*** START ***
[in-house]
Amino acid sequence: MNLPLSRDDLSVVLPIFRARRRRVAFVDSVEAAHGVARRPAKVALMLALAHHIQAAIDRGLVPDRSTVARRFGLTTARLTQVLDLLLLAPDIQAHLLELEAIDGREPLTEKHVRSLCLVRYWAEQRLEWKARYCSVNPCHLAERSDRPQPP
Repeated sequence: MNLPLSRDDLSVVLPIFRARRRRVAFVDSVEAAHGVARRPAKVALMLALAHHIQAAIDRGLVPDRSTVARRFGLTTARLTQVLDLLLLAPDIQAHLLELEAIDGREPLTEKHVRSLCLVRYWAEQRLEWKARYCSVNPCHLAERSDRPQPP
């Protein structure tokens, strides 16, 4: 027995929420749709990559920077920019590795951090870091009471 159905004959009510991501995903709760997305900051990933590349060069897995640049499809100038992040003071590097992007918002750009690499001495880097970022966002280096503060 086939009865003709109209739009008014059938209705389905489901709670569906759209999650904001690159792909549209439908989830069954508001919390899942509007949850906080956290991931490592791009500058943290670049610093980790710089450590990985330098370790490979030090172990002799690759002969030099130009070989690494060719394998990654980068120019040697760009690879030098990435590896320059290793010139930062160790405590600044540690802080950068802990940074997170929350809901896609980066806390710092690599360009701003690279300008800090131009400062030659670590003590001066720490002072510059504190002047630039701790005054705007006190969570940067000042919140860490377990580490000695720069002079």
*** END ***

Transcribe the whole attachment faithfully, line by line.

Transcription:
[in-house]
Amino acid sequence: MNLPLSRDDLSVVLPIFRARRRRVAFVDSVEAAHGVARRPAKVALMLALAHHIQAAIDRGLVPDRSTVARRFGLTTARLTQVLDLLLLAPDIQAHLLELEAIDGREPLTEKHVRSLCLVRYWAEQRLEWKARYCSVNPCHLAERSDRPQPP
Repeated sequence: MNLPLSRDDLSVVLPIFRARRRRVAFVDSVEAAHGVARRPAKVALMLALAHHIQAAIDRGLVPDRSTVARRFGLTTARLTQVLDLLLLAPDIQAHLLELEAIDGREPLTEKHVRSLCLVRYWAEQRLEWKARYCSVNPCHLAERSDRPQPP
């Protein structure tokens, strides 16, 4: 027995929420749709990559920077920019590795951090870091009471 159905004959009510991501995903709760997305900051990933590349060069897995640049499809100038992040003071590097992007918002750009690499001495880097970022966002280096503060 086939009865003709109209739009008014059938209705389905489901709670569906759209999650904001690159792909549209439908989830069954508001919390899942509007949850906080956290991931490592791009500058943290670049610093980790710089450590990985330098370790490979030090172990002799690759002969030099130009070989690494060719394998990654980068120019040697760009690879030098990435590896320059290793010139930062160790405590600044540690802080950068802990940074997170929350809901896609980066806390710092690599360009701003690279300008800090131009400062030659670590003590001066720490002072510059504190002047630039701790005054705007006190969570940067000042919140860490377990580490000695720069002079």